(KMOV) -- St. Louis City leaders are stressing the importance of children, especially in younger grades to attend school every day.
Juvenile officers with the St. Louis Circuit Court went door-to-door in the city neighborhoods to meet with parents of new kindergarteners to drive home the message that keeping children out of the classroom could have long term effects.
Chronic absenteeism is defined as missing eighteen or more days per year. Officers then focus their attention on kids from kindergarten to eighth-grade who missed more than 30 days in the past school year.
According to a statement released by city officials, a chronically absent child will typically be unable to master reading in Grade 3, will start failing classes in Grade 6, and will face a much higher risk of dropping out in high school.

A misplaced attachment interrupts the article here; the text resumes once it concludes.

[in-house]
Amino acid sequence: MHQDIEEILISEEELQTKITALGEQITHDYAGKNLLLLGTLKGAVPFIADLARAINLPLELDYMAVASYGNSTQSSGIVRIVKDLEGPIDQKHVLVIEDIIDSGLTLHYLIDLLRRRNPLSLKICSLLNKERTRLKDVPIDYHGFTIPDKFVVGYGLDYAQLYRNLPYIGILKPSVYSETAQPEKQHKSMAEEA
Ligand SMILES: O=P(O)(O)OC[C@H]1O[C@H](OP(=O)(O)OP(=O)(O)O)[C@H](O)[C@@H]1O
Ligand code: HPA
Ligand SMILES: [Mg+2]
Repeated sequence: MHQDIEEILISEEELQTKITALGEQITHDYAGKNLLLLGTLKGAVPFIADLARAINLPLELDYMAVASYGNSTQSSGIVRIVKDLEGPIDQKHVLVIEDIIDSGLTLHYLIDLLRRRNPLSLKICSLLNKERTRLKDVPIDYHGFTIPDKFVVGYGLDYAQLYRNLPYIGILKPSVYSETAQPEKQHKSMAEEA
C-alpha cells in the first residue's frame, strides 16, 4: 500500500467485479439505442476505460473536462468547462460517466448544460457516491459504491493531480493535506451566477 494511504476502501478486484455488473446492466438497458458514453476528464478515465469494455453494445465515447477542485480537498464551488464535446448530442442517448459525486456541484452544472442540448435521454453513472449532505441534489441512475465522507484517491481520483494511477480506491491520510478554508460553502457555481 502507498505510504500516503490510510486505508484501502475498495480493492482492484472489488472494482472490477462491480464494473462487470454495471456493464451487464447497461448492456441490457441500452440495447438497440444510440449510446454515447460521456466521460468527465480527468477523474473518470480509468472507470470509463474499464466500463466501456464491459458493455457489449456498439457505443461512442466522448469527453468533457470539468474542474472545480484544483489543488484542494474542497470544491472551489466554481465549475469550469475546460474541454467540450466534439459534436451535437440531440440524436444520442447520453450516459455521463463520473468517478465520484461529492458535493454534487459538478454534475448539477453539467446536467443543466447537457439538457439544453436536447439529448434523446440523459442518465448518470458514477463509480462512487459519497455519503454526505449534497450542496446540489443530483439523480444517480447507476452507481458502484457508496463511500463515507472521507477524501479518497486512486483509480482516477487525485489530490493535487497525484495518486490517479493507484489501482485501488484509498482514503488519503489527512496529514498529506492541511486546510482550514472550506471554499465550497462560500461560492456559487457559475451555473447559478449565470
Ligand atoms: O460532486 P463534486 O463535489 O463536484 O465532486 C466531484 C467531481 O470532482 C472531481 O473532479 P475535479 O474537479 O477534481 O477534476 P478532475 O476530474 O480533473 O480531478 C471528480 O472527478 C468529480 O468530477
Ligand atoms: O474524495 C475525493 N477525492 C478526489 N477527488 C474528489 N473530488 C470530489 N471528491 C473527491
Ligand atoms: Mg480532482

“St. Louis has great kids, and we want them to be in school - every day - to become the great adults we need them to be,” Mayor Francis Slay said.
Low income children are most likely to have poor attendance in the early grades than other students.
“This a critical issue facing the City of St. Louis,” said Judge David Mason. “The habit of missing school starts early and too often begins the downward spiral of failing grades, dropping out of school and succumbing to a life of crime.”
Mayor Francis Slay, SLPS Superintendent Kelvin Adams and Juvenile Court Judge David Mason joined forces at St. Louis City Hall on Wednesday to stress the importance of regular school attendance as the first day quickly approaches.